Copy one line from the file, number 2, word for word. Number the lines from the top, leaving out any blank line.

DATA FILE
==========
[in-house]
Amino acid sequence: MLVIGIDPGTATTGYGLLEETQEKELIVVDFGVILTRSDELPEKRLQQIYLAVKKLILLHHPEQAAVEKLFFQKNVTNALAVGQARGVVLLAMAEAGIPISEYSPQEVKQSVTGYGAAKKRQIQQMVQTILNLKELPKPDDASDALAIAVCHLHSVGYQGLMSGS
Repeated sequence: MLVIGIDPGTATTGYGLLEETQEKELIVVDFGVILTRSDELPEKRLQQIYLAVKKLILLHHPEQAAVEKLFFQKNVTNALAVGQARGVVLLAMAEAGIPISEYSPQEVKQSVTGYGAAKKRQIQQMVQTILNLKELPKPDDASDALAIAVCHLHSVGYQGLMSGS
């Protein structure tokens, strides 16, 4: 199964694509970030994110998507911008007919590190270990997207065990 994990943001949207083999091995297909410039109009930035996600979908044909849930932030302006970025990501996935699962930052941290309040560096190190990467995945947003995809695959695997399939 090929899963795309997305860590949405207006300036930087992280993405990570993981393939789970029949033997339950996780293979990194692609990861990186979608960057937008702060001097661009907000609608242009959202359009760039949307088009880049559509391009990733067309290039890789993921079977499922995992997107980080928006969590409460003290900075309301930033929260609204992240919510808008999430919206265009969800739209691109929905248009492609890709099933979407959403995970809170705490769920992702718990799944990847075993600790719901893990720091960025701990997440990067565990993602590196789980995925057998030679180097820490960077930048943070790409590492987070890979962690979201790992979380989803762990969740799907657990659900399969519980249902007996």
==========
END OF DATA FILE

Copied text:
Amino acid sequence: MLVIGIDPGTATTGYGLLEETQEKELIVVDFGVILTRSDELPEKRLQQIYLAVKKLILLHHPEQAAVEKLFFQKNVTNALAVGQARGVVLLAMAEAGIPISEYSPQEVKQSVTGYGAAKKRQIQQMVQTILNLKELPKPDDASDALAIAVCHLHSVGYQGLMSGS